Sunday, July 10, 2016

The Tale of Genji

The Tale of Genji, by Murasaki Shikibu, trans. by Edward G. Seidensticker



The entire Tale of Genji is very long indeed, 54 chapters, and this is an abridgement consisting of twelve chapters, sort of an introductory Tale.  I had this copy around the house and I figured I'd read it, and then if I really loved it I could read the whole thing someday.

Murasaki was a lady of the Heian Japanese court in the very early 1000s; it's thought that she died in 1015, before the age of forty.  She wrote most of the Tale--we think--but a few of the chapters were probably added later on.

Murasaki
Murasaki Shikibu was not her real name.  Shikibu was her father's office, and Murasaki is a designation taken either from a character in the book or based on a poetic image.  She was a member of the Fujiwara family, which was massive and powerful, but she belonged to a minor, less eminent branch.  In the Heian court, it was not polite to use the actual names of ladies (except princesses and imperial consorts), and so they all had other designations.  This makes for a bit of a stumbling block in the novel itself--for the modern reader anyway--where major female characters are called things like Aoi or the lady of the evening faces.

The novel is a romance telling the story of the life of Genji, a young man of the court.  He is the son of the Emperor, but only by a concubine, and his father makes him a commoner.  Genji is wonderfully handsome and clever, and he has many romances, but they mostly go wrong; the lady dies, or rejects him, or he gets bored.  His ideal lady is his stepmother, Fujitsobu, with whom he also has an affair, and she bears him a son who later becomes Emperor.  Genji meets a little girl aged ten, Murasaki, and becomes fascinated with her; she is Fujitsubo's niece.  Amazingly, he actually abducts her and treats her as a daughter, raising her to become his ideal.  Later, they marry.  The story revolves around Genji's affairs and the life of the court.

It was often difficult for me to remember that, for the most part, Genji cannot actually see the ladies he is visiting--at least until he enters their chambers for a tryst.  He talks with them through screens, usually in the dark, and is judging them by bits of robe that peek out, by voice quality, and most often by their poetry and writing techniques.  Brush writing, as well as the paper and tie, is tremendously important here, and no letter or poem goes unremarked.  The writing always has mood and quality:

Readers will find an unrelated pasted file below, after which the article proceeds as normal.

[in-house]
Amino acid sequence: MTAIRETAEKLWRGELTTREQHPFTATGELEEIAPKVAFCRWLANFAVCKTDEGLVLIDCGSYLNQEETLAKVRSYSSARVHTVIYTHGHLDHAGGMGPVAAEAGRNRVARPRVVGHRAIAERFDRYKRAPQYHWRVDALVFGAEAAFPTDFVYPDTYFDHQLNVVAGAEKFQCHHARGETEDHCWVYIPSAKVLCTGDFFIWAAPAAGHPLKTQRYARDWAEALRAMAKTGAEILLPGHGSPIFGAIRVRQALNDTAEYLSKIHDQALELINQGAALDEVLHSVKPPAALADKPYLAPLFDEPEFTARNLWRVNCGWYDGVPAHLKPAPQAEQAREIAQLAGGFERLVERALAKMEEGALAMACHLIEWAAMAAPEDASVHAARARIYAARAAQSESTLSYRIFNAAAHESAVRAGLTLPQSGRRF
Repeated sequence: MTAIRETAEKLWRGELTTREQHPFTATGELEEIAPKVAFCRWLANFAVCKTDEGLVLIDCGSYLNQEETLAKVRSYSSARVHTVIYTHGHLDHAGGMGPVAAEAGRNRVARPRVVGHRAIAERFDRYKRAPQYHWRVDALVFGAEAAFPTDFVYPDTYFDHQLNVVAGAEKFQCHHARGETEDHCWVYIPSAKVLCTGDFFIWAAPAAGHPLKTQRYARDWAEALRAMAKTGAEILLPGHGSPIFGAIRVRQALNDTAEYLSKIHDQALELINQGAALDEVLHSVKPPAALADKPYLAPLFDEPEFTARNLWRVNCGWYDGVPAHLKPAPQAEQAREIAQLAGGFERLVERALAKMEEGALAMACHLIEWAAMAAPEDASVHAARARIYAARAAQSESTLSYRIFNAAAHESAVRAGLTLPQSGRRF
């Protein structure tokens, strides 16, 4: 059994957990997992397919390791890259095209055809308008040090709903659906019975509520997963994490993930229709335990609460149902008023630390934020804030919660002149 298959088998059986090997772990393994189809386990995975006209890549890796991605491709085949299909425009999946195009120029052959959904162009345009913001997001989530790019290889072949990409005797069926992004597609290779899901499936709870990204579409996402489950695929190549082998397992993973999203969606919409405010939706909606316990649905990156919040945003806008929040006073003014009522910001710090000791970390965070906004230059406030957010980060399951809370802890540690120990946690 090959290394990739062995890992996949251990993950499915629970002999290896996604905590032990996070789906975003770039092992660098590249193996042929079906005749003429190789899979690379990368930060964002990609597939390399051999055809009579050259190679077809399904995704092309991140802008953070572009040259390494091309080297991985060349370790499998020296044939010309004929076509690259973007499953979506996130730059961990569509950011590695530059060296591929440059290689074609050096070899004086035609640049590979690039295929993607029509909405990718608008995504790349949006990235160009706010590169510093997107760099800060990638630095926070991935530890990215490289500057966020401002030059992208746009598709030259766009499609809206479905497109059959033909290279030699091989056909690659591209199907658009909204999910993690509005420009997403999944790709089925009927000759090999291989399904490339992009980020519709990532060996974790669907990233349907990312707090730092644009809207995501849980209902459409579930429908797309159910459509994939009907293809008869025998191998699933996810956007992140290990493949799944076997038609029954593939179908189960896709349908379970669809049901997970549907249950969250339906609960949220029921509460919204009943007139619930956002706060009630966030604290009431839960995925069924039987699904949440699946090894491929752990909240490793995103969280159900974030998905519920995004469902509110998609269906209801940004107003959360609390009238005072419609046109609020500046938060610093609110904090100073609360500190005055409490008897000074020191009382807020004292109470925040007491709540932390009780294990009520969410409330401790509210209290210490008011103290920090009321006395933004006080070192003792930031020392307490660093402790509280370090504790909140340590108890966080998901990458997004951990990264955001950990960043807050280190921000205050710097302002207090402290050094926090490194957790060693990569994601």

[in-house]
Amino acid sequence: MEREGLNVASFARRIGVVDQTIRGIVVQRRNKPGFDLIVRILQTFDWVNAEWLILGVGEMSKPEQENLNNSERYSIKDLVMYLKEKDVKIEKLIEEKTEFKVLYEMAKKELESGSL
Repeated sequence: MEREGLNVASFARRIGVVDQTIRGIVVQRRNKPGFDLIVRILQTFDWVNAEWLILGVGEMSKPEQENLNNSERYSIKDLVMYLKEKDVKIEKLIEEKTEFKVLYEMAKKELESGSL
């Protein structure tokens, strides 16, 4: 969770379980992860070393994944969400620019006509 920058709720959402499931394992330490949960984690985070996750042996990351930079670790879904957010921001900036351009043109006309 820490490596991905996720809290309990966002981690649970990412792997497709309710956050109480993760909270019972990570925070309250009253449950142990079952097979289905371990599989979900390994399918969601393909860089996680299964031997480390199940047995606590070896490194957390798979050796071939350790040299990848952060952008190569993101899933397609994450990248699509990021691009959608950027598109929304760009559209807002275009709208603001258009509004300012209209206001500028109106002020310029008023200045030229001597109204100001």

It was on heavy Michinoku paper.  The hand, though casual, was strong and distinguished.
She wrote well, but a pleasant girlishness remained.


Poetry is scattered throughout.  Everyone writes poems to each other, and Genji is an exceptional poet.  They constantly refer to other famous poems in conversation and in their own poetry, and Murasaki frequently alludes to poems in her descriptions as well.

This is a portrait of an incredibly civilized society.  Everyone is cultured, refined, and mannerly.  It's a leisured society, and so they spend their time writing poetry, conversing, and having emotional/aesthetic experiences; when Genji dances, everyone has tears in their eyes because it's so beautiful.  Poetry, scenery, or the mood of a solitary evening will also evoke tears of emotion.   Events occur with much ceremony, and every detail is significant.  They're all wearing court dress, which consisted of many-layered silk robes.  It's all just amazingly refined.

Of course, they're mostly all very wealthy, too, which is how they get the time to have lots of aesthetic experiences.  It's not usually emphasized.  Murasaki would not have bothered to mention that everyone is surrounded by servants all the time, so the modern reader has to remember, or it gets surprising when a passage makes it obvious:
Not wishing to attract attention, he had some ten outrunners, men who had long been in his service, and his guards were in subdued livery.  He had dressed with great care.  His more perceptive men saw how beautifully the melancholy scene set him off, and he was having regrets that he had not made the journey often.
Yes, a palanquin with only guards and ten runners will be able to pass unnoticed.

I think this accurately describes the novel:
Her soft voice, trailing off into silence, was very pleasing.  He sighed, almost wishing it were not the case that each of his ladies had something to recommend her.  It made for a most complicated life.


Verdict: while I did enjoy reading Genji, it got pretty repetitive with the affairs.  I'm not sure I need to read the whole thing.

4 comments:

jrleek said...

So this is where the weird Japanese obsession with semi-incestuous relationships comes from? I've always wondered about why so many animes have step/adopted parent/sibling/child relationships.

Jean said...

I dunno--the fact that it's in this story might just mean that the idea has really deep roots.

Literary Feline said...

I think the draw for me to a book like this would be more the historical and cultural aspect. I'm particularly interested in knowing more about the author and her own story.

Jean said...

That's tricky, since she lived 900 years ago, but we do know a bit more than I put in my post. :) Not much, though.